According to a story in the Wall Street Journal, the US FTC may be gearing up to fight the acquisition of AdMob by Google. Here's what the Journal is reporting:
The FTC has assembled an internal litigation team to prepare for a possible effort to block the deal, according to people familiar with the matter. It also sent letters to AdMob's competitors asking them to testify in sworn statements about the potential impact of the purchase, according to several other people with knowledge of the effort.
In addition, the agency has briefed Congress on its concerns about the deal, the people familiar with the matter said.
The FTC's staff hasn't made a final decision to try to halt the AdMob deal, and its five commissioners haven't yet voted on the issue. Google lawyers continue to meet with the agency's staff to argue in favor of the acquisition, and the two sides could yet come to an agreement that assuages the FTC and preserves the deal.
While the transaction would create a truly formidable competitor in mobile advertising (when you look across platforms) it doesn't diminish competition in mobile (in my view) and would be unlikely to affect ad prices. These are the two formal concerns of classical anti-trust analysis, as I understand it.
The irony is that most of AdMob's competitors celebrated the deal as boosting the profile of mobile advertising and their own valuations. That's not typically the case in an anti-trust situation.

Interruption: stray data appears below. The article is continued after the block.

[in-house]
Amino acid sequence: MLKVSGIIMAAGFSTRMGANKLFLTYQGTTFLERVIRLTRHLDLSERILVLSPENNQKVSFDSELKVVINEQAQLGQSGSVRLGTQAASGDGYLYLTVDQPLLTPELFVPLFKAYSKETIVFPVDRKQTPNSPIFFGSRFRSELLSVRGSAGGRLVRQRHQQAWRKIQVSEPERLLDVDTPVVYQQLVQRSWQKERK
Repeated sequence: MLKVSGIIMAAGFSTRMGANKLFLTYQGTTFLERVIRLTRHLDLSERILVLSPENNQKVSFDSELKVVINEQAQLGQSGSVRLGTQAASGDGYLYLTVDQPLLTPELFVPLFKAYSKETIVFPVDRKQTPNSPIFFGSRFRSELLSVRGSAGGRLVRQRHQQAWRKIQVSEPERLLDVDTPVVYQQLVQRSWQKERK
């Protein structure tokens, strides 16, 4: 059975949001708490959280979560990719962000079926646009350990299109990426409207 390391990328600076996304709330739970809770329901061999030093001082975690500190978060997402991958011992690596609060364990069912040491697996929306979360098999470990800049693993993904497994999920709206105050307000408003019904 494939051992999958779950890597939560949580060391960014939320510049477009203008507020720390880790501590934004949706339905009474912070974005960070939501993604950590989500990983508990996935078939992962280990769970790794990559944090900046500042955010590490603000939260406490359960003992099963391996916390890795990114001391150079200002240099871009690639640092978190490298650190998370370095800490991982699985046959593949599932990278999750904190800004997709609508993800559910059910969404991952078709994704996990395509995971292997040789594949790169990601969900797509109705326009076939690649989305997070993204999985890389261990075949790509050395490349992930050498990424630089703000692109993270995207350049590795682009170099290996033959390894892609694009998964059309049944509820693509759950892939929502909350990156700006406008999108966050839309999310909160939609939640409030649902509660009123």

There would appear, however, to be a general concern about Google's size and strength and the possibility that the company would come to rule an emerging ad market. In terms of the impact on competition and prices, the deal would be unlikely to damage the market. Yet there's no question that Google would be stronger in multiple ways in mobile with AdMob than without.
As a related matter, Apple is supposed to reveal (among other things) details of its ad strategy tomorrow. Google has pointed to Apple-Quattro several times to indicate there's healthy competition in the mobile ad market. And indeed there is.
It's going to be really interesting to see what the FTC does here because it has a potentially tough case if it chooses to block the deal.